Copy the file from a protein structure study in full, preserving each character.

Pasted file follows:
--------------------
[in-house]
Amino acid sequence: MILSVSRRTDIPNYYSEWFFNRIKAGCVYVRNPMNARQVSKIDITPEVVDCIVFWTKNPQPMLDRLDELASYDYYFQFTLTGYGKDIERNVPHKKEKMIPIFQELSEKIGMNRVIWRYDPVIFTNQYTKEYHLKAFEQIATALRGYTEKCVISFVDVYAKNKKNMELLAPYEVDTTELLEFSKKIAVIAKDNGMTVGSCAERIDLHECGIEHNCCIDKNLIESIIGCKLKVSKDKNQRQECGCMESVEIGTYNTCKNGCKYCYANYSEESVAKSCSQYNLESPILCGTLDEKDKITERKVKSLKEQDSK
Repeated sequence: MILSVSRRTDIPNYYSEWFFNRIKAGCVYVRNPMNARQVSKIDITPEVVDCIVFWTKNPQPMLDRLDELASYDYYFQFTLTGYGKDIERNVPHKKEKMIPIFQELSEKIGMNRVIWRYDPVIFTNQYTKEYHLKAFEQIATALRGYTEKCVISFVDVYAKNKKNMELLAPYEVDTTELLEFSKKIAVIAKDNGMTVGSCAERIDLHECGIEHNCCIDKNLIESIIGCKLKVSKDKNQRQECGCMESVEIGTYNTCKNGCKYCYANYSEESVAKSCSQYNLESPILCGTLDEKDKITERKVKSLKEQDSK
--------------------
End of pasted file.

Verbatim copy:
[in-house]
Amino acid sequence: MILSVSRRTDIPNYYSEWFFNRIKAGCVYVRNPMNARQVSKIDITPEVVDCIVFWTKNPQPMLDRLDELASYDYYFQFTLTGYGKDIERNVPHKKEKMIPIFQELSEKIGMNRVIWRYDPVIFTNQYTKEYHLKAFEQIATALRGYTEKCVISFVDVYAKNKKNMELLAPYEVDTTELLEFSKKIAVIAKDNGMTVGSCAERIDLHECGIEHNCCIDKNLIESIIGCKLKVSKDKNQRQECGCMESVEIGTYNTCKNGCKYCYANYSEESVAKSCSQYNLESPILCGTLDEKDKITERKVKSLKEQDSK
Repeated sequence: MILSVSRRTDIPNYYSEWFFNRIKAGCVYVRNPMNARQVSKIDITPEVVDCIVFWTKNPQPMLDRLDELASYDYYFQFTLTGYGKDIERNVPHKKEKMIPIFQELSEKIGMNRVIWRYDPVIFTNQYTKEYHLKAFEQIATALRGYTEKCVISFVDVYAKNKKNMELLAPYEVDTTELLEFSKKIAVIAKDNGMTVGSCAERIDLHECGIEHNCCIDKNLIESIIGCKLKVSKDKNQRQECGCMESVEIGTYNTCKNGCKYCYANYSEESVAKSCSQYNLESPILCGTLDEKDKITERKVKSLKEQDSK